Over the longer-term Fitch anticipates TE Connectivity will manage debt in accordance to its financial policy, with a targeted total leverage below 2.0x. The ratings incorporate the potential for more severe downturns, as well as debt issuance to pre-fund debt maturities or acquisitions over the short-term. Interest coverage (operating EBITDA to gross interest expense) should remain in excess of 10x.
The ratings and Outlook reflect TE Connectivity's:
--Diversified geographic, end-market and customer portfolios, industry-leading positions in large and relatively fragmented markets with and substantial scale and scope, which should result in longer-term share gains in faster-growing developing markets;
--Consistent annual FCF approaching \$1 billion; and
--Continued long-term secular growth in electronic components and connectivity worldwide, driven by technological improvements including the miniaturization of electronics, cloud computing, and the growth of the Internet of Things. Fitch believes Moore's law will continue to push technological standards higher and lead to increasing demand across all of TEL's end-markets.
Fitch's rating concerns center on:
--The company's need to mitigate average selling price (ASP) pressures in the majority of its end-markets with efficiency initiatives and new product introductions, as well as vulnerability of gross profit margin over the short-term to commodity price volatility;
--The cyclical demand patterns associated with electronics components; and
--TE Connectivity's significant concentration to the automotive end-market (approximately 45% of revenue), customers within which can and have exerted significant pricing pressure during downturns.
Fitch believes further positive rating action is unlikely in the absence of expectations for structurally higher mid-cycle FCF or a commitment to more conservative financial policies.
Fitch may take negative rating actions if:
--Fitch expects operating profit margins to remain below the 10% over the longer-term, likely due to a diminished ability to offset pricing pressures with new product introductions or reduced competitiveness;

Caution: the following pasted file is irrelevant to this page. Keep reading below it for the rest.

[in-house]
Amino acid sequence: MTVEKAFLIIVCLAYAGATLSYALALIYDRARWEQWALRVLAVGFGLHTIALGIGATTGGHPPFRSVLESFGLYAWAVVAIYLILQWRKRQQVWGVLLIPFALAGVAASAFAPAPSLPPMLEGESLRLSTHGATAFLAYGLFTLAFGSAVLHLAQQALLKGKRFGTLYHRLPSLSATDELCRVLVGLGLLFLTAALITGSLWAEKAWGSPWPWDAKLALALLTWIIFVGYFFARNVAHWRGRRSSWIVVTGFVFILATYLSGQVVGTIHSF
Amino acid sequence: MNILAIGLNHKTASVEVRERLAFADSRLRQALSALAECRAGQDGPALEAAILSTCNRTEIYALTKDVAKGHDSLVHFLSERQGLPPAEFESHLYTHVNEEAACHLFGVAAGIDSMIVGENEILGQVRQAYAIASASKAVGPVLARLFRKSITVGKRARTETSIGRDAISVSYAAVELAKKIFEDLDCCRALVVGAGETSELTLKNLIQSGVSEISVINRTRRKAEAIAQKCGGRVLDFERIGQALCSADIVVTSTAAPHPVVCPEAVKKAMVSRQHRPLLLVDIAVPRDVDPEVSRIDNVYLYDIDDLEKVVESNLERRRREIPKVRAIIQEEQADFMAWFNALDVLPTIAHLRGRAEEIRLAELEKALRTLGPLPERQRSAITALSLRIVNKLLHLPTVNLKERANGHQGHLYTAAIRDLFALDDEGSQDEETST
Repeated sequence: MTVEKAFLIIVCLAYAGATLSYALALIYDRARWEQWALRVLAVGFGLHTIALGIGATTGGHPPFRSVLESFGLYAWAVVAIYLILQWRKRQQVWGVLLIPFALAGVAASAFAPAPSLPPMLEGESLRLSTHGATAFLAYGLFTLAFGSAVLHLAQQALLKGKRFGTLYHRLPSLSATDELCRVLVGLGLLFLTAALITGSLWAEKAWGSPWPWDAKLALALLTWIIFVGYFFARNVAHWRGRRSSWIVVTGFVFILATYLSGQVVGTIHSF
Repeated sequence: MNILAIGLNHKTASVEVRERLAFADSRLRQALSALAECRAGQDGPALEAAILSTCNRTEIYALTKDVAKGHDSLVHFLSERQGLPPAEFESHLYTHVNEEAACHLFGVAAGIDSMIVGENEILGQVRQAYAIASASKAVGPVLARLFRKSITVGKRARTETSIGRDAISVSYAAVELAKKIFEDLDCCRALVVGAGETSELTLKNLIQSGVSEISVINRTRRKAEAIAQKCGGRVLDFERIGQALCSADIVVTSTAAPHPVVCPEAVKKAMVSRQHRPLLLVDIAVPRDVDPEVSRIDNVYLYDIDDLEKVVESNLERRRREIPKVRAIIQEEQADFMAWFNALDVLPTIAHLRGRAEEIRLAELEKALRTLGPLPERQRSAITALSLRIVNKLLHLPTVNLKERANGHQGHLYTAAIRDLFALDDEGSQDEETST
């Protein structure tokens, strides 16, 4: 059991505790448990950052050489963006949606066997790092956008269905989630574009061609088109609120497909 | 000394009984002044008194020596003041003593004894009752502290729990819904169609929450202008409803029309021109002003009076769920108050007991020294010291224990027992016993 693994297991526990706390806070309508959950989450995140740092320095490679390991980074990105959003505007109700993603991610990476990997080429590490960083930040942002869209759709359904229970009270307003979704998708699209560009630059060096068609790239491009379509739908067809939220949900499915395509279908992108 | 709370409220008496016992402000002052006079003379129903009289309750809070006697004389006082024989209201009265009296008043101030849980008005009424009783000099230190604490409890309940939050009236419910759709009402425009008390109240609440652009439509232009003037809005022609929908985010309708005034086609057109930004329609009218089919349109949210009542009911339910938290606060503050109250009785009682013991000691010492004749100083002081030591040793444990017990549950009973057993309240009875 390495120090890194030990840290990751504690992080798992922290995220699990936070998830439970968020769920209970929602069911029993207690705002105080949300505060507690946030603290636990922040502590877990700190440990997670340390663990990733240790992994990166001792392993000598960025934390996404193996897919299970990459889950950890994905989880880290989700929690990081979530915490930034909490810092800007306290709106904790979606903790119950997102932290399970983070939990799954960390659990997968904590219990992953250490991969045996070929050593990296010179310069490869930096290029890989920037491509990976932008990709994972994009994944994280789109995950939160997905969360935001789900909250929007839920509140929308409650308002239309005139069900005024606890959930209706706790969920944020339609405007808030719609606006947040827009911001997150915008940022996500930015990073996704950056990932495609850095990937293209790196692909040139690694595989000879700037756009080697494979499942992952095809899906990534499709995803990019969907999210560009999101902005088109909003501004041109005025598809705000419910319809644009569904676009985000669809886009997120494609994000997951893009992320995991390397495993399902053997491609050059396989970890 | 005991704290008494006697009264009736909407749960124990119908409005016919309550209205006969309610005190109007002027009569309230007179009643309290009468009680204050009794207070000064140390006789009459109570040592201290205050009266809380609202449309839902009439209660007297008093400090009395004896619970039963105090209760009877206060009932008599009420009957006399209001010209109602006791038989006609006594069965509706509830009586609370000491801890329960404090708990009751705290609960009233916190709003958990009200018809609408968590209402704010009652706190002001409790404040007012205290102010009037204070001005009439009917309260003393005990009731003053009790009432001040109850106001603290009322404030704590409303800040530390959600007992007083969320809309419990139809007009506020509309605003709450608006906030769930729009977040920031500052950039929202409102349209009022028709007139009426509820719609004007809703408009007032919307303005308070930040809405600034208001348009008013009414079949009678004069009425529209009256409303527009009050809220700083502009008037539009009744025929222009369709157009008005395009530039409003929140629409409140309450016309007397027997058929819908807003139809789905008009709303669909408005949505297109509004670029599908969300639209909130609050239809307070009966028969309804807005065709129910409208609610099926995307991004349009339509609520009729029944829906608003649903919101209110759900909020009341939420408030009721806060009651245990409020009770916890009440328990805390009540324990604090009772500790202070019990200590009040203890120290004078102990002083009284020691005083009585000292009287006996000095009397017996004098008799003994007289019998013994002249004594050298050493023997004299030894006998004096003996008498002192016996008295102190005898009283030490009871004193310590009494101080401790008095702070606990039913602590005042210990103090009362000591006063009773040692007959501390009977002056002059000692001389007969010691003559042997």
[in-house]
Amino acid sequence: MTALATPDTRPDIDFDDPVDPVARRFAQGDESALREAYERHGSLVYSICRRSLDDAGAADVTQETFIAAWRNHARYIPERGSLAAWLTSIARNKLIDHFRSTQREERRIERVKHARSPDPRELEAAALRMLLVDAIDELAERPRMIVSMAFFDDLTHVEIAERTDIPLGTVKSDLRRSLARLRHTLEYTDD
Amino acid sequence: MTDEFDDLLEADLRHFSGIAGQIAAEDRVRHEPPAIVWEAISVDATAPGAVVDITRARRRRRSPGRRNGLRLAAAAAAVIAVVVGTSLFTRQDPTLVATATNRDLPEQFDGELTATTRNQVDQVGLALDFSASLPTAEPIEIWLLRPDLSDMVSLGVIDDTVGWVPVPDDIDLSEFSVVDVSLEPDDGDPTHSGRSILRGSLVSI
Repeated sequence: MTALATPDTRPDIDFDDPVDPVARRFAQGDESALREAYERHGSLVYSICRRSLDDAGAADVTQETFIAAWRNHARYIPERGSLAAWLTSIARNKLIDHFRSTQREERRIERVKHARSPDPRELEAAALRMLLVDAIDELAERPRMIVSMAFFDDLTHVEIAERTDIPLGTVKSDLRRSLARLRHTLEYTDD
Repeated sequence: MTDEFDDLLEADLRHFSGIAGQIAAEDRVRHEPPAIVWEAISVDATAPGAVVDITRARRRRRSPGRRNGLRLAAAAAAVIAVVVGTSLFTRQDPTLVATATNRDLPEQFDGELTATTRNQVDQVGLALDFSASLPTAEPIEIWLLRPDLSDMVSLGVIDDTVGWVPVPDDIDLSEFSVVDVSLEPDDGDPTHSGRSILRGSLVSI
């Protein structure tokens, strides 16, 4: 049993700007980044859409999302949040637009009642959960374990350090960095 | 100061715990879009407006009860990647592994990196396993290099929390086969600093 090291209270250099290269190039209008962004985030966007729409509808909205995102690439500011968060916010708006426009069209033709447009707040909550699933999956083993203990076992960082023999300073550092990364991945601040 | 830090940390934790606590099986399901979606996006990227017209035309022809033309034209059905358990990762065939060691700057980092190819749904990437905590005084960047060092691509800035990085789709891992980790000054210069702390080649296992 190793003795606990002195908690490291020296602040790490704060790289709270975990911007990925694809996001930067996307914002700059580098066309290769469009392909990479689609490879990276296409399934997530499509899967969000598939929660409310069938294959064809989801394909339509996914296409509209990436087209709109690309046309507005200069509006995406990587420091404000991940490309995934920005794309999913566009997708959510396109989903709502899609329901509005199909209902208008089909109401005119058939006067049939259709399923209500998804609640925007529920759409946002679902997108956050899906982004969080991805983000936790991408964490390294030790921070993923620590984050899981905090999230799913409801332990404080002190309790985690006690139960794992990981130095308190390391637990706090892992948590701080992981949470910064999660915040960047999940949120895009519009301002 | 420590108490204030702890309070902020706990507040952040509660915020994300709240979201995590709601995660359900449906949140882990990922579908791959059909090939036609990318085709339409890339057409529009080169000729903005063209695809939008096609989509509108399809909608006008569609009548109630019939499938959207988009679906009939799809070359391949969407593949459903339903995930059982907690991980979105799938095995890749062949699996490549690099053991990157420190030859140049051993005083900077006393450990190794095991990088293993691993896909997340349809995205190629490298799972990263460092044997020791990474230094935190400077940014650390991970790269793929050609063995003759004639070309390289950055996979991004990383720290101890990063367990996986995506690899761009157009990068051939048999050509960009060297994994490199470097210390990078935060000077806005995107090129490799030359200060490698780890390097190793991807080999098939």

--Fitch's expectations for annual FCF below \$800 million beyond short-term operating challenges; or
--TE Connectivity fails to moderate share repurchases to maintain total leverage below 2x over the longer-term.
As of Feb. 24, 2015, liquidity was solid and supported by:
--\$1.491 billion of cash and cash equivalents pro-forma for the issuance, a large majority of which is readily available; and
--Undrawn \$1.5 billion senior unsecured revolving credit facility expiring August 2018, which fully backstops the company's \$1.25 billion commercial paper (CP) program.
Fitch's expectation for annual FCF approaching \$1.0 billion also supports liquidity.
Pro-forma for the issuance, total debt as of Feb. 24, 2015 was approximately \$4.8 billion and primarily consisted of:
--\$597 million of borrowings under the company's CP program;
--\$250 million of 1.6% senior unsecured notes due 2015;
--\$89 million of 3.5% convertible subordinated notes due 2015 (acquired ADC Telecommunications notes);
--\$500 million of L + 20 senior unsecured notes due Jan, 29, 2016;
--\$722 million of 6.55% senior unsecured notes due Oct. 1, 2017;
--\$324 million of 2.375% senior unsecured notes due Dec. 17, 2018;
--\$250 million of 2.35% senior unsecured notes due Aug. 1, 2019;
--\$262 million of 4.875% senior unsecured notes due Jan. 15, 2021;
--\$504 million of 3.5% senior unsecured notes due Feb. 3, 2022;
--EUR550 million of new 1.1% senior unsecured notes due in 2023.
--\$249 million of 3.45% senior unsecured notes due Aug. 1, 2024; and
--\$475 million of 7.125% senior unsecured notes due Oct. 1, 2037.
Fitch rates TE Connectivity and TEGSA as follows:
--Long-term IDR 'A-';
--Short-term IDR 'F2'.
--Long-term IDR 'A-';
--Short-term IDR 'F2';
--CP program 'F2';
--Senior unsecured revolving credit facility (RCF) 'A-';
--Senior unsecured notes 'A-'.